A volcano erupted in southern Iceland. It seemed like a remote occurrence, an interesting geological event but certainly not something that would impact our lives. The volcano is called Eyjafjallajokull, a name I cannot even pronounce, and its eruption melted a glacier, causing massive flooding and prompting the evacuation of about 800 people, mostly local farmers. Dramatic. But in the week since we arrived in England, we have also heard news of the airplane crash of the Polish president and his entourage as they headed into Moscow for a Katyn memorial, and an earthquake in northwestern China that has left hundreds of people dead. Icelandic volcanoes must assume their proper priority among such tidings.
But this particular volcano affected our plans. We were supposed to fly to Berlin today, and as you have no doubt heard by now, Britain’s airspace has been closed to avoid the dangers of a huge cloud of volcanic ash and debris that has been drifting south and east from Iceland. As a matter of fact, a specialist on volcanic ash at Bristol University was just quoted as saying that the plume would likely find its way over “a good portion of Europe” and will take a day or two to disperse, so flights are likely to remain cancelled, the ramifications will spread, and a lot of folks are having to rethink their plans right now.
It's one of those bizarre, who-would-have-imagined? and what-can-you-do? sorts of things. We tried to book a train, but the trains filled up too quickly. We found a Saturday morning flight to Berlin, but the price was exorbitant, and there were no guarantees of its actually taking off. It was past check-out time at the little flat we'd been renting, so we vacated the place, turned in our key, and walked through Oxford with our bulky backpacks like a pair of Rip Van Winkle students awakening from the1960s to find themselves old and out of it. Oddly disconcerted, with nowhere to go and no plan in place, we called our daughter. She was busy at work and had that busy-at-work tone in her voice.
We went to a pub with WiFi. We still had no idea what we would do instead of Berlin, but we tended to loose ends, canceling the meeting we’d arranged with a tour guide there and writing to the landlord of the place where we would have stayed. Then we tried to come up with ideas for a new kind of adventure. We thought we would rent a car and drive to Cornwall or some quaint and rural part of England, and we imagined how pleased our daughter would be when we invited her and her boyfriend to join us for the weekend. I called her excitedly to let her know. She still had that busy-at-work tone. We were pretty sure her boyfriend would sound busy too.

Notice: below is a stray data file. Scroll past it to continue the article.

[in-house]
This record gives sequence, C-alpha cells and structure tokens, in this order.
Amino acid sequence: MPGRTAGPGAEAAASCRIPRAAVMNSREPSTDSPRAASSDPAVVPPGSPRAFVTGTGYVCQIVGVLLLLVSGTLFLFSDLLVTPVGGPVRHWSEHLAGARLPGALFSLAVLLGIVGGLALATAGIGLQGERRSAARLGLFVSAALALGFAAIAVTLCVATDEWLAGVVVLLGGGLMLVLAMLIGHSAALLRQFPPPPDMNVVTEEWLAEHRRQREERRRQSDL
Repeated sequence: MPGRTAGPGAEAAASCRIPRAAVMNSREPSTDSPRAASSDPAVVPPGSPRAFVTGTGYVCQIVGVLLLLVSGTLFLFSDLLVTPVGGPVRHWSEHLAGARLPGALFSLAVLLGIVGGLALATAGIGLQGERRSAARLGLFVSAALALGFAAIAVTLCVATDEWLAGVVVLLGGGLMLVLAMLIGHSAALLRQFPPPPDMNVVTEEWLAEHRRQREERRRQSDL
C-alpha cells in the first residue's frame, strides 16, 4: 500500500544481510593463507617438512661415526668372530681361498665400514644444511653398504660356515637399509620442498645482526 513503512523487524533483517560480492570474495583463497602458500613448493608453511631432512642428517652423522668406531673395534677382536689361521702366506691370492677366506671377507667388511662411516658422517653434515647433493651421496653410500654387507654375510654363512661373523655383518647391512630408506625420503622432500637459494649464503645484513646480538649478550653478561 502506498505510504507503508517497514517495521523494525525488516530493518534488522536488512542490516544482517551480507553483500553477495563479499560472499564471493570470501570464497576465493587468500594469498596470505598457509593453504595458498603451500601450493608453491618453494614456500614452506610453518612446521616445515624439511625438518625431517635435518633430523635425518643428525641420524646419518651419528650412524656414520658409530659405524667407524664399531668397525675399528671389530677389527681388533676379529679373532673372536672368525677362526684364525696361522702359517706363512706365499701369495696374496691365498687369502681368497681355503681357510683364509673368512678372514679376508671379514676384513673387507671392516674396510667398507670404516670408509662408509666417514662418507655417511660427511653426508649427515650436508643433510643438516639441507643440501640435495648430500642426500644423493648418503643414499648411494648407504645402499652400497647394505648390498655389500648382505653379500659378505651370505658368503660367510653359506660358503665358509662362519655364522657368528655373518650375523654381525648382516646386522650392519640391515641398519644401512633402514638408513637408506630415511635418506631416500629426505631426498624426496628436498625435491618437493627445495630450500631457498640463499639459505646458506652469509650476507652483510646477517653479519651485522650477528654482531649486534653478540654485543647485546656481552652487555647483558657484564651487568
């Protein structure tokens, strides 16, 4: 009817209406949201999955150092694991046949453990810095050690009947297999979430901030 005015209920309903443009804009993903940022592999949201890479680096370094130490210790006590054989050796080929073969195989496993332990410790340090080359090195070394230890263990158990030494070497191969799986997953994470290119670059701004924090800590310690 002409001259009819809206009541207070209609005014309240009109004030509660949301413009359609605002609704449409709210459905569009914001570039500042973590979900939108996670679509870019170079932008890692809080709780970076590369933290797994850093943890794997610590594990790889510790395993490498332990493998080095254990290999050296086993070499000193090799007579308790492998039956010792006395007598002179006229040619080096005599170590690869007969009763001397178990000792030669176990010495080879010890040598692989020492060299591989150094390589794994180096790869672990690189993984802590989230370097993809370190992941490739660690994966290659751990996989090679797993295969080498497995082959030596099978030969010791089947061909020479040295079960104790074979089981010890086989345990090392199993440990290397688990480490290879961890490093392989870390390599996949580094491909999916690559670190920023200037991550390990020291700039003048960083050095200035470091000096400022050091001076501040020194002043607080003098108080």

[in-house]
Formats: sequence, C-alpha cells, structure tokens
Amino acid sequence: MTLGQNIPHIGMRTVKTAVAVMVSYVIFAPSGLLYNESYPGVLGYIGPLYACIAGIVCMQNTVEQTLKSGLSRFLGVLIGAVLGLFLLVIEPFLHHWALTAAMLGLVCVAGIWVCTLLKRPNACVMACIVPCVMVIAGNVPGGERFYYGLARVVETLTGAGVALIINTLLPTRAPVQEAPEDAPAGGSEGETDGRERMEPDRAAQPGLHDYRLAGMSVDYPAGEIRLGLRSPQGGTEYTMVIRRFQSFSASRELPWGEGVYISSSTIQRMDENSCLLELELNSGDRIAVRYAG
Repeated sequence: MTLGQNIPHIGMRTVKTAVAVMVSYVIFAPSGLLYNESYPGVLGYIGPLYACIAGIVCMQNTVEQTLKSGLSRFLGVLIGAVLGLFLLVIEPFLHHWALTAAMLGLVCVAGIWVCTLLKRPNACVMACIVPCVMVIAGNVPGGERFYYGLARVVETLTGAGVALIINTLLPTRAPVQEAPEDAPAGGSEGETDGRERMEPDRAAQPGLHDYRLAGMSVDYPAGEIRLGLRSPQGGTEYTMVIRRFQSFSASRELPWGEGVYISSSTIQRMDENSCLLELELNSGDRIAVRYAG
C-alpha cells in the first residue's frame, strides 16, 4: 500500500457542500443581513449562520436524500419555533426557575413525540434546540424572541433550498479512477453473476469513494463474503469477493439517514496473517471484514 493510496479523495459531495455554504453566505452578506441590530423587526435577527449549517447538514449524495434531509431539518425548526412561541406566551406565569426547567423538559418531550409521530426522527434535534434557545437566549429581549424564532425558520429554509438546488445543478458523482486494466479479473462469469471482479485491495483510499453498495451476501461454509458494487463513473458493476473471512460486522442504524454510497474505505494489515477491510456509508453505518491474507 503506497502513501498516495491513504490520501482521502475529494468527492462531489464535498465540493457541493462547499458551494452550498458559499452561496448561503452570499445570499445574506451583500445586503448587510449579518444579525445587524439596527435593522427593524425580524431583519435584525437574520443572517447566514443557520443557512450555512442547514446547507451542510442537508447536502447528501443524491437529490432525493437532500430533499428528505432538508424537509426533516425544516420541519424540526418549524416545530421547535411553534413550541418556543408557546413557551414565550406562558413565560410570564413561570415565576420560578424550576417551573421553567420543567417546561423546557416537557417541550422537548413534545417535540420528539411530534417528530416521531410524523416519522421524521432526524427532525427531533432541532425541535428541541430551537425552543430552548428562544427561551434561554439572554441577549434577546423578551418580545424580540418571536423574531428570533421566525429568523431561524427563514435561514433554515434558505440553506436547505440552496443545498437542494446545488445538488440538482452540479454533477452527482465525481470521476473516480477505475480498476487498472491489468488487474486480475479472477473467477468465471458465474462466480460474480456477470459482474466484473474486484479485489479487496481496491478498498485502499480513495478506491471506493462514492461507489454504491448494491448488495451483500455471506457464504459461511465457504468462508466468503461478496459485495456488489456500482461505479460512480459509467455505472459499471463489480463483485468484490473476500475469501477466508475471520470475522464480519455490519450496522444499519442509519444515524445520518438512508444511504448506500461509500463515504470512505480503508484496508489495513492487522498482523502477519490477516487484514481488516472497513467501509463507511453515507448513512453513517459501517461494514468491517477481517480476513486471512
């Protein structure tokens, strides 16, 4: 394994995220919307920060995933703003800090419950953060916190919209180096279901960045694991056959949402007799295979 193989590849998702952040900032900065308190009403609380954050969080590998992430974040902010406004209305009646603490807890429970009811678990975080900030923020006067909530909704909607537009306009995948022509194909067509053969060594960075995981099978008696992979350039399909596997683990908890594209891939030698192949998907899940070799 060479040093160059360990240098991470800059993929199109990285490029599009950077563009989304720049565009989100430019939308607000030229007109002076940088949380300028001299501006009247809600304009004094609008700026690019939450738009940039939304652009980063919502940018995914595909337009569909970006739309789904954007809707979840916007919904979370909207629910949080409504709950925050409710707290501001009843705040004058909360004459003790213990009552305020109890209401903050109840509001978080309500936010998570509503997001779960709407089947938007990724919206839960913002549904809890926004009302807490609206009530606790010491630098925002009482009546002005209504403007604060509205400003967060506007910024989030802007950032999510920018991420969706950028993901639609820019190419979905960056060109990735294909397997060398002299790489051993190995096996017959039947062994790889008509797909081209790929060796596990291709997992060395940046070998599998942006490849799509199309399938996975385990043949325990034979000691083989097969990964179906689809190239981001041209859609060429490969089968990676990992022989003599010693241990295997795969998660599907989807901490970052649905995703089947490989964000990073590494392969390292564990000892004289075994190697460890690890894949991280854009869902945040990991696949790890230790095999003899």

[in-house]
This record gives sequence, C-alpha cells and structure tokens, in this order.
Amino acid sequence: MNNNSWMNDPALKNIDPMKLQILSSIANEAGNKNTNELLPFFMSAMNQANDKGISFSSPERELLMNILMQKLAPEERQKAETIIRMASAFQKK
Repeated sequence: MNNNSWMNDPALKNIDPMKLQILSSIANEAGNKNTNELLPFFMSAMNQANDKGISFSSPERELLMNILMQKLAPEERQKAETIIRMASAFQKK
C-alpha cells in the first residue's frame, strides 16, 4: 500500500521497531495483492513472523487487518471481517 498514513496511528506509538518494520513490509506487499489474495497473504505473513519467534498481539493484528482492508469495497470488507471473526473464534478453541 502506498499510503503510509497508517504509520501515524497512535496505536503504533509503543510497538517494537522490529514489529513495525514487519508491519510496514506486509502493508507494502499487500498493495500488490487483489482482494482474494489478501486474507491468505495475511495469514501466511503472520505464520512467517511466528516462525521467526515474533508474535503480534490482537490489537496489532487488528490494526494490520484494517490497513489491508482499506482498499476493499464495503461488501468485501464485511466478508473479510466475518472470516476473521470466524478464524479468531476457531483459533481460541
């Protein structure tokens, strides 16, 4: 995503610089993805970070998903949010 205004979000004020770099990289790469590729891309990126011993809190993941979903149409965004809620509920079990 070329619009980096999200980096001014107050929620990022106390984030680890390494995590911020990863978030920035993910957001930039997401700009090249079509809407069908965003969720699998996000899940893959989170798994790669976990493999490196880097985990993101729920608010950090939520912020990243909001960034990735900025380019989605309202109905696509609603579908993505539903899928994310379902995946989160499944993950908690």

So we are still in that pub in Oxford, and we still don't have a plan. At a nearby table a young man, 20-something (as they all seem to be), just told his companion, “Now all I need is coriander.” No, I’m not making that up. The soundtrack, meanwhile, is Nina Simone, very nice, and I’m drinking Earl Grey tea and pondering the many ways this situation could have been worse. What if we had gone all the way to the airport and found ourselves in the lines and confusion there? What if we had boarded a plane and been made to sit on it for hours on the ground? And those are just the minor inconveniences. What if we had been involved firsthand in one of those catastrophes we hear about?
To get to this pub we're sitting in, we walked along Christ Church Meadow, through a narrow alley that smelled like chocolate, past a stone cottage where an old man with a broom and a missing front tooth paused in his sweeping and wished me a good day. I might have missed all that. A woman with long dark hair was standing on a Cornmarket Street corner singing opera. I might have missed that too. A little later, we walked along the Cowley Road, and it seemed like a bazaar; every shop door that opened released olfactory surprises – smells of curry, bouquets, even bicycle tires. I was intensely aware of being part of life’s grand and colorful procession.
Now I look up, and there’s Monte, and it comes down to us, and we still don’t know where we’re going, but we’re right here together. Here’s the thing I think I finally get: Life is not about how good your plans were but about how graciously you adjust to their not working out.
And if a volcano erupts, well…it’s not so bad to be in a pub in Oxford with someone you love.
I'll let you know where we go next.